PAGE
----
June 29th, 2016 by Attorney Dan Carman
When law enforcement makes an arrest or investigates a criminal offense, they have wide-ranging powers to confiscate property they believe is relevant and to hold that property on the suspect’s behalf. Under Kentucky law, police departments only have to show by a preponderance of the evidence (a standard much lower than the “beyond a reasonable doubt” standard required for criminal guilt) that the property is related to criminal activity and it can be forfeited. Furthermore, a conviction is not required prior to taking property and the total value of any forfeited assets goes to law enforcement, creating an atmosphere of “policing for profit.”
There are more than 570 law enforcement agencies in Kentucky, and they are legally required to report how much property and cash they seize and keep as the result of criminal investigations. Last year, only 164 of those agencies sent in reports – that’s less than 30 percent – and while it’s possible that those were the only agencies that seized property in 2015, it’s also highly unlikely. Still, that number is an improvement over 2011, when only 55 agencies reported. Over the past two years, law enforcement agencies throughout the Bluegrass State seized nearly $17 million from suspected criminals and were allowed to keep nearly $6 million of that cash, including some kept without the owner’s being charged or convicted.
The possibility of wrongdoing exists in this largely opaque process, especially given the low reporting rate. The Institute for Justice, a nonprofit judicial advocacy group, gave Kentucky’s laws on seizures and forfeitures a D-minus grade. According to the records obtained by the Cincinnati Enquirer, individual seizures were as small as $38 over the last few years and included property ranging from car tools to lawn trimmers to PlayStation gaming systems.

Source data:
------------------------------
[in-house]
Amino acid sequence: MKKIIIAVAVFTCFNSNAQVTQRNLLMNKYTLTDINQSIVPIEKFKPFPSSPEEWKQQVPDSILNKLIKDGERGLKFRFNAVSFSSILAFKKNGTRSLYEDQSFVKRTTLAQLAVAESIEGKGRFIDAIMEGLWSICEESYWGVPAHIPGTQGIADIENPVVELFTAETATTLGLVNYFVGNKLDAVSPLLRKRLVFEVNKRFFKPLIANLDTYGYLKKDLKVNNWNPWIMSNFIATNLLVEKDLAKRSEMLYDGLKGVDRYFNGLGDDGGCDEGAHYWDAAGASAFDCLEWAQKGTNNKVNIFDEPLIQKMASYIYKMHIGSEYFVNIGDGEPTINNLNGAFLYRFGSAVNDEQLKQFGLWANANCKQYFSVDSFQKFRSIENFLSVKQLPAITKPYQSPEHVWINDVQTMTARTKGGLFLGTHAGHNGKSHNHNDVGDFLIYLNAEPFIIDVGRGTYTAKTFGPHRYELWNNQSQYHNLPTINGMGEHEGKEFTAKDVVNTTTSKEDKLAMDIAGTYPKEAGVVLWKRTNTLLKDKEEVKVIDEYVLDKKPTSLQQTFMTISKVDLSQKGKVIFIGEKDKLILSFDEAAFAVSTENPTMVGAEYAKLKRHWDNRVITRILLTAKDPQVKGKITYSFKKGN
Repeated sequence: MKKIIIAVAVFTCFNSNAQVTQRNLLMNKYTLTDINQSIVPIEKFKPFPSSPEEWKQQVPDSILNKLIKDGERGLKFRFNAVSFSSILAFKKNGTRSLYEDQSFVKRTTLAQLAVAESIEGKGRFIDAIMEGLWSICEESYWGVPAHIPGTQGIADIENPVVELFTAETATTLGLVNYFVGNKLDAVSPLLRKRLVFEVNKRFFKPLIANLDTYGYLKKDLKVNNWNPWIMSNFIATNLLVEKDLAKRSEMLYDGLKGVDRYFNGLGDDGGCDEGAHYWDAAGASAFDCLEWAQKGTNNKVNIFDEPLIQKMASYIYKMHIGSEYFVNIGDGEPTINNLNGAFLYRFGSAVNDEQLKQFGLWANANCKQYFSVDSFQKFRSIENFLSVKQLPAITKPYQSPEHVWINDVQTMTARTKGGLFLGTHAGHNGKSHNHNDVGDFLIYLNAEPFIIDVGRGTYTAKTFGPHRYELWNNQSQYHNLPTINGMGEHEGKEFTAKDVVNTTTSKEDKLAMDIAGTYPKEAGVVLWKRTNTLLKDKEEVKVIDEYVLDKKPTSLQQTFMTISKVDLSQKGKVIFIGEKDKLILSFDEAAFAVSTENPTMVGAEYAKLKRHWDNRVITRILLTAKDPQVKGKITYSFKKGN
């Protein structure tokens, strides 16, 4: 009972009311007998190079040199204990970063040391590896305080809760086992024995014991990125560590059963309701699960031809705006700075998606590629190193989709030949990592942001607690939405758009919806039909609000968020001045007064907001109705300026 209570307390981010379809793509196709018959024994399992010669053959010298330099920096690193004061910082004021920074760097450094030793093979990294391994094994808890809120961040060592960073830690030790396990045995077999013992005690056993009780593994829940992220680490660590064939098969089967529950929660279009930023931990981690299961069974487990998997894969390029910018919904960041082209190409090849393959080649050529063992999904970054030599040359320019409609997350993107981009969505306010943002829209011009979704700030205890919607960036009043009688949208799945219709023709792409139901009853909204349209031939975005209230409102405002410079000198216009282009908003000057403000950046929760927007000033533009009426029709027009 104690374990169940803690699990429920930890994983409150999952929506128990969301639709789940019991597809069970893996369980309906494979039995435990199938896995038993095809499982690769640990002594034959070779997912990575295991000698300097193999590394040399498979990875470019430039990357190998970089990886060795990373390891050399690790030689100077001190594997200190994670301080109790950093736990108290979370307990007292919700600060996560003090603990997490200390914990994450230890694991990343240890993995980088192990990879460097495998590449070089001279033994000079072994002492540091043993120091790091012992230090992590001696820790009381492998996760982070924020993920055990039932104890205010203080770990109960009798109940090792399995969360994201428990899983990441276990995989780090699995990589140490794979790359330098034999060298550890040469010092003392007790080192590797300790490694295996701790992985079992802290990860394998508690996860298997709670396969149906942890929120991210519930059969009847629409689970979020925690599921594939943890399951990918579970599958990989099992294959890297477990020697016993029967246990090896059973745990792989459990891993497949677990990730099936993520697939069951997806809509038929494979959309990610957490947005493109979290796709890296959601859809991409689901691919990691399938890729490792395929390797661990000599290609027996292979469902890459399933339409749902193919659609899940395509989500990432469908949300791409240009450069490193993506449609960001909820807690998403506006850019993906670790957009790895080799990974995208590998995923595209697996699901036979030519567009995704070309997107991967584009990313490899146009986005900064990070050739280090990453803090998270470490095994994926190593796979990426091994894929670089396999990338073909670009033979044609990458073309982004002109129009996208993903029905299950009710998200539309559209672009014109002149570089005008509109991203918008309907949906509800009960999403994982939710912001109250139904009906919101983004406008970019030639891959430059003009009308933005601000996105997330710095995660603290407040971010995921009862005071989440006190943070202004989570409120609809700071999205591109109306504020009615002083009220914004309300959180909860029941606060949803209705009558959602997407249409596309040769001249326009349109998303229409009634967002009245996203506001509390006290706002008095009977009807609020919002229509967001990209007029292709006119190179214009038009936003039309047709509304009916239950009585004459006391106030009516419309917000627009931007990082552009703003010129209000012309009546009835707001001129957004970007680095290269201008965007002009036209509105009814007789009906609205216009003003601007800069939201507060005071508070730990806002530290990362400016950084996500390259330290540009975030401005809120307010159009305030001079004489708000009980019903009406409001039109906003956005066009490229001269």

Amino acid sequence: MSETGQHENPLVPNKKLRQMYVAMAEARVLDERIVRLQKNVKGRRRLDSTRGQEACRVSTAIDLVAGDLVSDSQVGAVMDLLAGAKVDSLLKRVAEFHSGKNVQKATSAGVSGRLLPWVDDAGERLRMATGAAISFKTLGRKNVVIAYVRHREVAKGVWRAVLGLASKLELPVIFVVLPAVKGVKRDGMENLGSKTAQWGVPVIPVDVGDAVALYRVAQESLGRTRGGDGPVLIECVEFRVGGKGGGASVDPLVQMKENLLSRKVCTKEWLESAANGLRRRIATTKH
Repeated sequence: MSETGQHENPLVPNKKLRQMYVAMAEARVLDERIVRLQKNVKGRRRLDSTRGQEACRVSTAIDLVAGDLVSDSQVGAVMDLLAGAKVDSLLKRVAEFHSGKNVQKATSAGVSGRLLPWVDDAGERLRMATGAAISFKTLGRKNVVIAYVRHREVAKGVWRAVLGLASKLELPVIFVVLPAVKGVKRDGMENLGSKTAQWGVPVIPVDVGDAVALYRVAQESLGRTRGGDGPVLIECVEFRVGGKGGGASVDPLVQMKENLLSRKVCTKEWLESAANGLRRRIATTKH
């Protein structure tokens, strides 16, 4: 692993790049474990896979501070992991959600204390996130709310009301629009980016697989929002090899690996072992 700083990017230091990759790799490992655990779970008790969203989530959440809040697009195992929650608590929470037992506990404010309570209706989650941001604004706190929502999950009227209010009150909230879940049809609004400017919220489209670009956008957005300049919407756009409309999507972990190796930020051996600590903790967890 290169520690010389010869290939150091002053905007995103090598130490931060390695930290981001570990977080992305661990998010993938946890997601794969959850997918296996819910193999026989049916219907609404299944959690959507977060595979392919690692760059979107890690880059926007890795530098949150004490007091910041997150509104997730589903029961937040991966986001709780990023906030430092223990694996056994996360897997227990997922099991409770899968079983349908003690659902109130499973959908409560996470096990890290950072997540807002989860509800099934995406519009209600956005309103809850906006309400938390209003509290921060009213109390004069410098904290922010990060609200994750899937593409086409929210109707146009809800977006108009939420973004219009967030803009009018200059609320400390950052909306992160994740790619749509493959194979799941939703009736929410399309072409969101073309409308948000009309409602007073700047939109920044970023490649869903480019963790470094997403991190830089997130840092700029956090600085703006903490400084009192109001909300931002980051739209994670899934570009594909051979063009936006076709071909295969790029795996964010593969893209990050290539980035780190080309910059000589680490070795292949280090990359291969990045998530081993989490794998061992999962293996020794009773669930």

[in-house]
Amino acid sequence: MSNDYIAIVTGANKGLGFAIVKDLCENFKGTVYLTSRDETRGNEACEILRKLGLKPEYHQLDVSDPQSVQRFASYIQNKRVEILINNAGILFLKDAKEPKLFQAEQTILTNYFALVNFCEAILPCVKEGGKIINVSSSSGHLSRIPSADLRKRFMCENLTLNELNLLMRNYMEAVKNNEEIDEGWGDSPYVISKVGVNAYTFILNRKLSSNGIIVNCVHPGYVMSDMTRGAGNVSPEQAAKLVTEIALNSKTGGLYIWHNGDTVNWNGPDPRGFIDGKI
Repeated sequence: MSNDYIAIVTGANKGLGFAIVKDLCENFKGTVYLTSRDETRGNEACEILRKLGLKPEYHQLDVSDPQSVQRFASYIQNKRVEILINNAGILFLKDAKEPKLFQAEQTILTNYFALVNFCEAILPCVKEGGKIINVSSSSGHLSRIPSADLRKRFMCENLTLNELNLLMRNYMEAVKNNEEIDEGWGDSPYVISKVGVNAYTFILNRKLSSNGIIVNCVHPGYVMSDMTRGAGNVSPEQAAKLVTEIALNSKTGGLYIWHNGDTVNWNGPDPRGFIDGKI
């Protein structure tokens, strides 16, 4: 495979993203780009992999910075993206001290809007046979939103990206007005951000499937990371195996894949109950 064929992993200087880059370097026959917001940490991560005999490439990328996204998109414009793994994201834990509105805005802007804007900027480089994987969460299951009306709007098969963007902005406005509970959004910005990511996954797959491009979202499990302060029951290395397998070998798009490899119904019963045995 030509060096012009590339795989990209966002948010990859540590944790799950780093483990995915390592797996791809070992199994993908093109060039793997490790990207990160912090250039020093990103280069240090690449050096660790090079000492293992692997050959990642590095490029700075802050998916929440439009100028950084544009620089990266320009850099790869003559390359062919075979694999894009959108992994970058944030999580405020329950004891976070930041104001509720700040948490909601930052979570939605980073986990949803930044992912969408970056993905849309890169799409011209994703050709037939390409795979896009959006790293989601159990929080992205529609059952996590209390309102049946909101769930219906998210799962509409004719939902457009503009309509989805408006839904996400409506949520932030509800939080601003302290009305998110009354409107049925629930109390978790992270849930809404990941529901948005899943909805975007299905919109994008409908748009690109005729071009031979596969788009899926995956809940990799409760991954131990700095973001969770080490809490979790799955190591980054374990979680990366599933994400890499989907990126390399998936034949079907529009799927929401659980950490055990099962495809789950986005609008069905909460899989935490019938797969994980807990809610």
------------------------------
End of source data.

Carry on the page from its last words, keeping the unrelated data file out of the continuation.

Agencies must contribute 15 percent of any forfeitures to their local Commonwealth Attorney’s office, which then deposits the money in a fund overseen by the Attorney General’s office; the money is used by prosecutors around the state for various expenses (except payroll). Up until January of this year, there was also an equitable sharing program for local agencies that worked with federal law enforcement which allowed them to keep 80 percent of what they seized. The U.S. Justice Department suspended the program due to budget cuts, leaving many agencies to express a belief that forfeitures are a way to raise funds, not stop crime. And suspension of the program does little to rein in or redefine the seizure and forfeiture process — money and property can still be confiscated, but local agencies simply no longer get a share if they participate in the action.
If you have any questions about this topic or about your rights regarding property that has been seized or forfeited, you can find out more by discussing it with one of the attorneys at the Lexington, KY-based Carman Law Firm. As criminal defense lawyers with years of experience, we offer thorough, experienced representation. Call today at (859) 685-1055 or fill out this online contact form to find out how we can help you.